So Jay isn't a diva (Favre), criminal (Vick), or a cry baby (Leinart, Rothlisberger, A. Smith), etc.). He plays hard for his team, does his job, and like most people get's ticked off when he does something wrong and than has to explain it. He gives back to the community, supports children with diabetes with his money & time, and backs up his teammates. What is wrong with him not wanting everyone to know and not making what he does for others about him? He doesn't do endorsements because as he states "I haven't won anything here, I don't deserve it". Sounds like a pretty good person to me and I'm proud to have his as the QB of the Chicago Bears.

Stop ragging on a guy trying to do his job like everyone else because he doesn't create opportunities to make the media angle always fun and exciting for your stories.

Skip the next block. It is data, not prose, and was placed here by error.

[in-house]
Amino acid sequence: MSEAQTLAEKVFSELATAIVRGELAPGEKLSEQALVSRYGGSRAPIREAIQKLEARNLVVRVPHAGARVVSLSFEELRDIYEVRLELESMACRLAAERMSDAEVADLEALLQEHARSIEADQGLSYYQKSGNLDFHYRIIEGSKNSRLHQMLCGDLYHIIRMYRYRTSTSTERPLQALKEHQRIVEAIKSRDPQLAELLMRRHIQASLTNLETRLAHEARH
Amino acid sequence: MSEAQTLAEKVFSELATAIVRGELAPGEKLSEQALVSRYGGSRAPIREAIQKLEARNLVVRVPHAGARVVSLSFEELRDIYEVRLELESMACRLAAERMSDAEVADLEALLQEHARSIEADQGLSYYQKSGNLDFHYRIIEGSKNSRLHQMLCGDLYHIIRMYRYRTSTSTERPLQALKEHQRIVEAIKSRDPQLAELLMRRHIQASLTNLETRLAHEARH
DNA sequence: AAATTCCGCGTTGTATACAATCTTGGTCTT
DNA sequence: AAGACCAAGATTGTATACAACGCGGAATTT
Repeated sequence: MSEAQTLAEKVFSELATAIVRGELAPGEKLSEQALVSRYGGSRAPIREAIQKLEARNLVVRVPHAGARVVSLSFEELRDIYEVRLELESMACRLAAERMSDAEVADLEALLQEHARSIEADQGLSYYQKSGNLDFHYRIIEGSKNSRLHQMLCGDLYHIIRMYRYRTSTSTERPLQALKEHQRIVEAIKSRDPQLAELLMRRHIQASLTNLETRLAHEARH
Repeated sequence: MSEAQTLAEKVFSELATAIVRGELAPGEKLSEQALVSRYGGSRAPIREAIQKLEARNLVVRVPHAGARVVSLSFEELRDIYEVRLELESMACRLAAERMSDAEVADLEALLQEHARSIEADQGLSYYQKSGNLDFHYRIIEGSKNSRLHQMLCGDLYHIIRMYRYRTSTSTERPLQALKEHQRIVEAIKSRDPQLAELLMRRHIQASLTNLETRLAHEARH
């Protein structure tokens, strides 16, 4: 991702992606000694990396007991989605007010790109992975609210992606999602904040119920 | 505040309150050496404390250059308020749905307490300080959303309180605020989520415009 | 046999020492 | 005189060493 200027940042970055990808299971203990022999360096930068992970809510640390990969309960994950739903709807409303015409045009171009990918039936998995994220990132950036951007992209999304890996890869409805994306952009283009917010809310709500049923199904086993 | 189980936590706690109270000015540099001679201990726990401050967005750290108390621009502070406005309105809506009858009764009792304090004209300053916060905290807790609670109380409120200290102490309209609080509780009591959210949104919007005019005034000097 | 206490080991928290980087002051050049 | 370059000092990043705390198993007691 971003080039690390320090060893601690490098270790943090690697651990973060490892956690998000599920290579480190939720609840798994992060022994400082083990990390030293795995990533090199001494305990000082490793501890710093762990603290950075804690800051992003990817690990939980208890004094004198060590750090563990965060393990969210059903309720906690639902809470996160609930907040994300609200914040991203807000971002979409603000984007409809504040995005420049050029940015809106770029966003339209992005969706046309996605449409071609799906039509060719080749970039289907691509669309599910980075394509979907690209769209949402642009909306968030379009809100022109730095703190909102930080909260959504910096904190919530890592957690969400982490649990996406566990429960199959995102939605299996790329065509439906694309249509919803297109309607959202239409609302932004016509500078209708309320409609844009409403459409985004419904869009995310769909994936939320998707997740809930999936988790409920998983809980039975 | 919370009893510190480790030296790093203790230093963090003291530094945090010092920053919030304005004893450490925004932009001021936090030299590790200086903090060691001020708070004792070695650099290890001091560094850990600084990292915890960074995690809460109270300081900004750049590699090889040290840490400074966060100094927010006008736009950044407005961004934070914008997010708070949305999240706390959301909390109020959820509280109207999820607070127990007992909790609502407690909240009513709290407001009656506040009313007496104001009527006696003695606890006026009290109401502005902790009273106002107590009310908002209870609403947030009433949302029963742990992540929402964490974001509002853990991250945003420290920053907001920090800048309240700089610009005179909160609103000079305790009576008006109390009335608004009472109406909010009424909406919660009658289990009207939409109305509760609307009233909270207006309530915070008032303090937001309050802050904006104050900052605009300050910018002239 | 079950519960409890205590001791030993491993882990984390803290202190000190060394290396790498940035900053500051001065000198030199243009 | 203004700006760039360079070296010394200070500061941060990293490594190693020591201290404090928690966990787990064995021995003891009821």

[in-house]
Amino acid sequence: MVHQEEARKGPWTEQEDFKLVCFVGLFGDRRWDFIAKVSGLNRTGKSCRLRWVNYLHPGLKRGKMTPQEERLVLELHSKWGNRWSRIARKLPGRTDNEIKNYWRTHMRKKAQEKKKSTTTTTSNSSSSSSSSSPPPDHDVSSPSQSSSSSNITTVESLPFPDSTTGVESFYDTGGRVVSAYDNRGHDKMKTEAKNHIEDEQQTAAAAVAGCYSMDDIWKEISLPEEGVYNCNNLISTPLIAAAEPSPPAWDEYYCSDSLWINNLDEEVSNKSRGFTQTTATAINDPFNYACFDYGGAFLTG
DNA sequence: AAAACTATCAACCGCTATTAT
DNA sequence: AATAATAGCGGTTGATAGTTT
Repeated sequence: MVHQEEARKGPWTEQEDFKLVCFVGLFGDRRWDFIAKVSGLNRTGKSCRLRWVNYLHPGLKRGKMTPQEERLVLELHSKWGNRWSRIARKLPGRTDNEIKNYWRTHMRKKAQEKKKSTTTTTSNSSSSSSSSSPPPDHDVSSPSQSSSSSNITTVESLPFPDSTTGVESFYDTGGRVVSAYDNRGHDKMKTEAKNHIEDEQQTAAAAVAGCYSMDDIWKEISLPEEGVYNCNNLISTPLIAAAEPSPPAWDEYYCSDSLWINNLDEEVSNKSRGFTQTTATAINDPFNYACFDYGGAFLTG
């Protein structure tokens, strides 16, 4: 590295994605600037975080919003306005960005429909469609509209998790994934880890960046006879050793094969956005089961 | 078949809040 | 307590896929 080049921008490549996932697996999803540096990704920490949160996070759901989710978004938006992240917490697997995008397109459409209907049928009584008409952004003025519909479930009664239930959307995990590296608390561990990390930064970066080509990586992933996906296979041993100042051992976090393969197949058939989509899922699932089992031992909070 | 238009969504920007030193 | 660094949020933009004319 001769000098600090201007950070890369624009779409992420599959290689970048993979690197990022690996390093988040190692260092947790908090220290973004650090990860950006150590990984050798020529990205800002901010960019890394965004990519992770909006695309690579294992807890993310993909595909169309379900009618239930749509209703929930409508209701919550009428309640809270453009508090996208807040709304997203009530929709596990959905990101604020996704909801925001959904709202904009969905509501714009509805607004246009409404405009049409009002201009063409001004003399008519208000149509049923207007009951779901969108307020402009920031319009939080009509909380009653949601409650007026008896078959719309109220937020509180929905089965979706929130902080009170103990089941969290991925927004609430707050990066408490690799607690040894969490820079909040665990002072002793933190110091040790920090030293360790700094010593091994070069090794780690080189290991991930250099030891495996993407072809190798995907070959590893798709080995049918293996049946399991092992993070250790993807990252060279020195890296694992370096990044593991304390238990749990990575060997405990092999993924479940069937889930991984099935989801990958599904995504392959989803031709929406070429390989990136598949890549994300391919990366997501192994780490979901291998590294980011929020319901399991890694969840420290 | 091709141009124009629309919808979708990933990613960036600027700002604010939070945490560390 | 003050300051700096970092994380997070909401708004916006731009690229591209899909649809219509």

Kudos and hats-off to every single one of you for your comments here. You guys all hit the nail right in the head. Media hacks are cancerous parasites, by and large. Cutler doesn't play into their game it annoys them. I say good for us and good for Cutler. He isn't here to give everyone warm fuzzies and be an attention whorish personality-puppet. He's a quarterback in one of the most brutal and exciting games on earth. So if he's rough around the edges and not interested in being a limelight diva, I count that a good thing. Many reporters want to sensationalize and over examine everything Cutler does and he meets that with a 'meh' and a shrug. And he RULES for doing so. Dear media: Cutler is under your skin instead of it being the other way around. I am glad that annoys you. :D
*big smile!* :D

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This page contains a single entry by Sean Jensen published on January 12, 2011 4:47 PM.